Key Hokkaido Power Plant Unlikely to Fully Recover before Nov.

Economy

Tokyo, Sept. 11 (Jiji Press)--The mainstay thermal power plant in Hokkaido, which was severely damaged by a powerful earthquake last week, cannot return to full operation at least until November, far later than initially expected, industry minister Hiroshige Seko clarified Tuesday.

The tight power supply-demand situation that was caused by Thursday's 6.7-magnitude quake is projected to continue for a long time and affect daily lives and corporate activities in the northernmost Japan prefecture, where temperatures will go down quickly from now on to boost electricity demand for heating.

Hokkaido Electric Power Co. <9509> reported to Seko Monday night its assessment for when it can resume operations at its Tomato-Atsuma thermal power plant, which currently has three generators with the combined output capacity of 1.65 million kilowatts.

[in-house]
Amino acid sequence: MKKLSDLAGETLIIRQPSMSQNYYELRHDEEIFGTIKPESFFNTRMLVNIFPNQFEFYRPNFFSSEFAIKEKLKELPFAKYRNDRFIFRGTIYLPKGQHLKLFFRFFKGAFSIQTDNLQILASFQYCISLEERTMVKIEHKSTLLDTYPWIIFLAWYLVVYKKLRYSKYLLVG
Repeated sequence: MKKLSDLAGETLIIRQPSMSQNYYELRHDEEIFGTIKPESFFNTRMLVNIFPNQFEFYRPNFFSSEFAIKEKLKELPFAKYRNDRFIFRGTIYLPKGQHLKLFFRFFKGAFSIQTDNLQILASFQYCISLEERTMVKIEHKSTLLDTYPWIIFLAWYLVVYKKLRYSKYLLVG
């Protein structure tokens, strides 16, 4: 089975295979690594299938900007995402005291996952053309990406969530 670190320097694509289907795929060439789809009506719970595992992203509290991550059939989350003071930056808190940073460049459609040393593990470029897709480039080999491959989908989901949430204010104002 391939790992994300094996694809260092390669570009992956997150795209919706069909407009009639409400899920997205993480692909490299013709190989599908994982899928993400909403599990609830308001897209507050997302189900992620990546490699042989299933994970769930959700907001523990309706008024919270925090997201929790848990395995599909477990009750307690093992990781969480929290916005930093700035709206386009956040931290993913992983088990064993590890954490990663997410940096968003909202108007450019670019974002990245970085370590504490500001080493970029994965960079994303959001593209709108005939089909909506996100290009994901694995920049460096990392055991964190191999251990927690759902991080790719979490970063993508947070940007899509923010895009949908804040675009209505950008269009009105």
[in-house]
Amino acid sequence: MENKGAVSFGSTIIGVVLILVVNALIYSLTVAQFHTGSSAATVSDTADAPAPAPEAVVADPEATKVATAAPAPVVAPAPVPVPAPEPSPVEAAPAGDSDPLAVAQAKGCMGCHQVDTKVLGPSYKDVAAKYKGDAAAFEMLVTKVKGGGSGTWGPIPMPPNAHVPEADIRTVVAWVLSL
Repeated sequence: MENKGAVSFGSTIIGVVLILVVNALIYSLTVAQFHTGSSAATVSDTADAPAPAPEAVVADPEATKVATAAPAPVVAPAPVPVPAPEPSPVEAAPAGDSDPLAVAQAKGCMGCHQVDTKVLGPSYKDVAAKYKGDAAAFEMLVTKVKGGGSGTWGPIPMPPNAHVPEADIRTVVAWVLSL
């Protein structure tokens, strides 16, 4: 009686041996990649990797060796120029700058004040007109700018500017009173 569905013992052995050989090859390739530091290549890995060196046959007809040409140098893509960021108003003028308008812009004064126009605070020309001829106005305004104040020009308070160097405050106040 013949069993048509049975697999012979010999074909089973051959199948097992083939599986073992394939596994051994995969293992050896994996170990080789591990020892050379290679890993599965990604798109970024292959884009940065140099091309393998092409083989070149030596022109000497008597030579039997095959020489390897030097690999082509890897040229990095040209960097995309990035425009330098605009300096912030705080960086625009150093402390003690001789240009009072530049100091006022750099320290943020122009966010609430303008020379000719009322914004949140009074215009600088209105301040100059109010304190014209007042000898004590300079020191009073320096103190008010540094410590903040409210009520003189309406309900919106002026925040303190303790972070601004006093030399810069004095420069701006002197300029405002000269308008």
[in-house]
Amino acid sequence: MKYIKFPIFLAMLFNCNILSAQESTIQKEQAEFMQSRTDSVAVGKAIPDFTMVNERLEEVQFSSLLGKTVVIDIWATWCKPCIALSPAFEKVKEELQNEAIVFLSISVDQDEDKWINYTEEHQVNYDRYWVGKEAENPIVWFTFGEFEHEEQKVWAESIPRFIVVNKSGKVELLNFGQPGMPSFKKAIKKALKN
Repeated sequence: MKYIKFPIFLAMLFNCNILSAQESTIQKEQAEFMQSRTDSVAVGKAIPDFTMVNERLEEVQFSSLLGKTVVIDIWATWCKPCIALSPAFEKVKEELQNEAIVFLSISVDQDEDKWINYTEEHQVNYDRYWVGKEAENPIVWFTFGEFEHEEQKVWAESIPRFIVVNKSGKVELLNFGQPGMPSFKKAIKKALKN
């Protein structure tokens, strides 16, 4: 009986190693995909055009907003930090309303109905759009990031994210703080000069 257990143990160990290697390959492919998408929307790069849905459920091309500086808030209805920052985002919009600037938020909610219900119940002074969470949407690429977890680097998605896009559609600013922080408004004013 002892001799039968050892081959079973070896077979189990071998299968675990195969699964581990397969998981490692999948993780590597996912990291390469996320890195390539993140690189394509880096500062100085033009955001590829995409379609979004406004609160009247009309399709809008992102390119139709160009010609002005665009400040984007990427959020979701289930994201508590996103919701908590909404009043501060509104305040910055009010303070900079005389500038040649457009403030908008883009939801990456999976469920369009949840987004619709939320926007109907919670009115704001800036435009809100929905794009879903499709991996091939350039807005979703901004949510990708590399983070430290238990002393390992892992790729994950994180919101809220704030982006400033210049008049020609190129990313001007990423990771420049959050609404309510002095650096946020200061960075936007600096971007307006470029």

The plant is the largest thermal power station in Hokkaido, one of Japan's four major islands. Before the disaster, it supplied some 40 pct of the region's electricity demand, which peaks at some 3.83 million kilowatts.

The company told Seko that the 350,000-kilowatt No. 1 unit is expected to resume producing electricity in late September at the earliest, the 600,000-kilowatt No. 2 unit as early as mid-October and the 700,000-kilowatt No. 4 unit in November or later.

[Copyright The Jiji Press, Ltd.]

Jiji Press